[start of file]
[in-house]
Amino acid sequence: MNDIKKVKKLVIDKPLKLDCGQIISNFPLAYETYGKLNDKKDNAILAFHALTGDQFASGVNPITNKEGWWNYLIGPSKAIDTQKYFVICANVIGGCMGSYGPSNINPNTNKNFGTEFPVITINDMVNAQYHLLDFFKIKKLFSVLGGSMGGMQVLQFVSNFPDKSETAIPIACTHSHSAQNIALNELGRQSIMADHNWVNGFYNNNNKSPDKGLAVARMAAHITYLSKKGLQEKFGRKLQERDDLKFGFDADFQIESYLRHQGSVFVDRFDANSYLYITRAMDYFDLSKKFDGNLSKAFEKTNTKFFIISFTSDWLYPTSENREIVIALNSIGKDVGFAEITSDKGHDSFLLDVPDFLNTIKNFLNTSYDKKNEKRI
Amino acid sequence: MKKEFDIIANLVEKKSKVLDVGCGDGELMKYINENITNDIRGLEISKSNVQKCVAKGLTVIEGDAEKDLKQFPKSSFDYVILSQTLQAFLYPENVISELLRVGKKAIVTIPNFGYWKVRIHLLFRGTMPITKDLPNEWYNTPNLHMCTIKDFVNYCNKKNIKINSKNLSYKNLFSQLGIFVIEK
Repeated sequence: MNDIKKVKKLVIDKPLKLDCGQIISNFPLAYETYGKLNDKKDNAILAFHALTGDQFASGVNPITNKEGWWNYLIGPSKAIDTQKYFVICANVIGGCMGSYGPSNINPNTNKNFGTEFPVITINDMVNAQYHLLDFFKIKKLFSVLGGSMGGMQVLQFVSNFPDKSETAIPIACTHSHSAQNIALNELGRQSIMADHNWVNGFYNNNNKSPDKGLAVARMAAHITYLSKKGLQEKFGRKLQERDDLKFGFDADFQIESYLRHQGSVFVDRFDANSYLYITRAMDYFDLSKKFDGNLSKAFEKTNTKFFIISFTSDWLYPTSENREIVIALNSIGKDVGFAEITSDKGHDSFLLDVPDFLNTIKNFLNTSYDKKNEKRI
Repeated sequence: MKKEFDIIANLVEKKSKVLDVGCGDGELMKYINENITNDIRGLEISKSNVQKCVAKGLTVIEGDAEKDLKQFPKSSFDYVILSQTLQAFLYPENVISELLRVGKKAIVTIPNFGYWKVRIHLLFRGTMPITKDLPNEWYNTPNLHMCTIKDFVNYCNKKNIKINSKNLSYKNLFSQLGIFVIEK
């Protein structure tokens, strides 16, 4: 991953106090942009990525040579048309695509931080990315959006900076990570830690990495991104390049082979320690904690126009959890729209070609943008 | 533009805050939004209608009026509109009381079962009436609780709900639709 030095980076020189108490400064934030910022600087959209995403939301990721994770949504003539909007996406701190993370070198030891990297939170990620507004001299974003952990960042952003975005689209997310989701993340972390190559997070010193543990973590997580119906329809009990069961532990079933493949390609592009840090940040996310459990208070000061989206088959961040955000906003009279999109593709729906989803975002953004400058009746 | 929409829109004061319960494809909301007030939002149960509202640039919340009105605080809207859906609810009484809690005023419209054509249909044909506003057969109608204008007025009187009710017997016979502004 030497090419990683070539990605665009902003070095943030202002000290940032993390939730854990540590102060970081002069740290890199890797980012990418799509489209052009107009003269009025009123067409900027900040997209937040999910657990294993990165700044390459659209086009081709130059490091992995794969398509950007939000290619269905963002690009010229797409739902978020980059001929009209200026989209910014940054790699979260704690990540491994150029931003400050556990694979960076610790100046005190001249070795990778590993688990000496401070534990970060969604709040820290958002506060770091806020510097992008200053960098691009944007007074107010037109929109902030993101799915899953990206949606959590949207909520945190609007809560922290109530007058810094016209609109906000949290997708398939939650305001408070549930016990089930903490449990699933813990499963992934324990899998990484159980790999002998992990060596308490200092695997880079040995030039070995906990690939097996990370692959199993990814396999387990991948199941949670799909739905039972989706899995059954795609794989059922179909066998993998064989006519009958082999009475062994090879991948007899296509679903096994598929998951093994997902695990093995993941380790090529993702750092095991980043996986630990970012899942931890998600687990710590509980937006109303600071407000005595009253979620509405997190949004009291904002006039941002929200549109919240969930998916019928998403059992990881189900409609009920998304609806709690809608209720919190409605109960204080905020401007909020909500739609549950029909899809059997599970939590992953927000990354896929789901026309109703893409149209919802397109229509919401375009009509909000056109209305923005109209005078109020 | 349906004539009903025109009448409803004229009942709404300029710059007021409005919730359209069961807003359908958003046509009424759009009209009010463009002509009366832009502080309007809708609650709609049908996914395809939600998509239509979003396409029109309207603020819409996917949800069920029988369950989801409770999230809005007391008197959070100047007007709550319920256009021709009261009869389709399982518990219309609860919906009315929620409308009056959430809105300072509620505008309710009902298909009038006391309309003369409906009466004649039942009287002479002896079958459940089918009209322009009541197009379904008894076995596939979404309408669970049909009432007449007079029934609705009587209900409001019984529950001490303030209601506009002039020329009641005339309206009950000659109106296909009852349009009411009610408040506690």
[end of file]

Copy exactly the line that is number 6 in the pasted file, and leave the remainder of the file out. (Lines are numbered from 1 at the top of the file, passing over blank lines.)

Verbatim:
């Protein structure tokens, strides 16, 4: 991953106090942009990525040579048309695509931080990315959006900076990570830690990495991104390049082979320690904690126009959890729209070609943008 | 533009805050939004209608009026509109009381079962009436609780709900639709 030095980076020189108490400064934030910022600087959209995403939301990721994770949504003539909007996406701190993370070198030891990297939170990620507004001299974003952990960042952003975005689209997310989701993340972390190559997070010193543990973590997580119906329809009990069961532990079933493949390609592009840090940040996310459990208070000061989206088959961040955000906003009279999109593709729906989803975002953004400058009746 | 929409829109004061319960494809909301007030939002149960509202640039919340009105605080809207859906609810009484809690005023419209054509249909044909506003057969109608204008007025009187009710017997016979502004 030497090419990683070539990605665009902003070095943030202002000290940032993390939730854990540590102060970081002069740290890199890797980012990418799509489209052009107009003269009025009123067409900027900040997209937040999910657990294993990165700044390459659209086009081709130059490091992995794969398509950007939000290619269905963002690009010229797409739902978020980059001929009209200026989209910014940054790699979260704690990540491994150029931003400050556990694979960076610790100046005190001249070795990778590993688990000496401070534990970060969604709040820290958002506060770091806020510097992008200053960098691009944007007074107010037109929109902030993101799915899953990206949606959590949207909520945190609007809560922290109530007058810094016209609109906000949290997708398939939650305001408070549930016990089930903490449990699933813990499963992934324990899998990484159980790999002998992990060596308490200092695997880079040995030039070995906990690939097996990370692959199993990814396999387990991948199941949670799909739905039972989706899995059954795609794989059922179909066998993998064989006519009958082999009475062994090879991948007899296509679903096994598929998951093994997902695990093995993941380790090529993702750092095991980043996986630990970012899942931890998600687990710590509980937006109303600071407000005595009253979620509405997190949004009291904002006039941002929200549109919240969930998916019928998403059992990881189900409609009920998304609806709690809608209720919190409605109960204080905020401007909020909500739609549950029909899809059997599970939590992953927000990354896929789901026309109703893409149209919802397109229509919401375009009509909000056109209305923005109209005078109020 | 349906004539009903025109009448409803004229009942709404300029710059007021409005919730359209069961807003359908958003046509009424759009009209009010463009002509009366832009502080309007809708609650709609049908996914395809939600998509239509979003396409029109309207603020819409996917949800069920029988369950989801409770999230809005007391008197959070100047007007709550319920256009021709009261009869389709399982518990219309609860919906009315929620409308009056959430809105300072509620505008309710009902298909009038006391309309003369409906009466004649039942009287002479002896079958459940089918009209322009009541197009379904008894076995596939979404309408669970049909009432007449007079029934609705009587209900409001019984529950001490303030209601506009002039020329009641005339309206009950000659109106296909009852349009009411009610408040506690």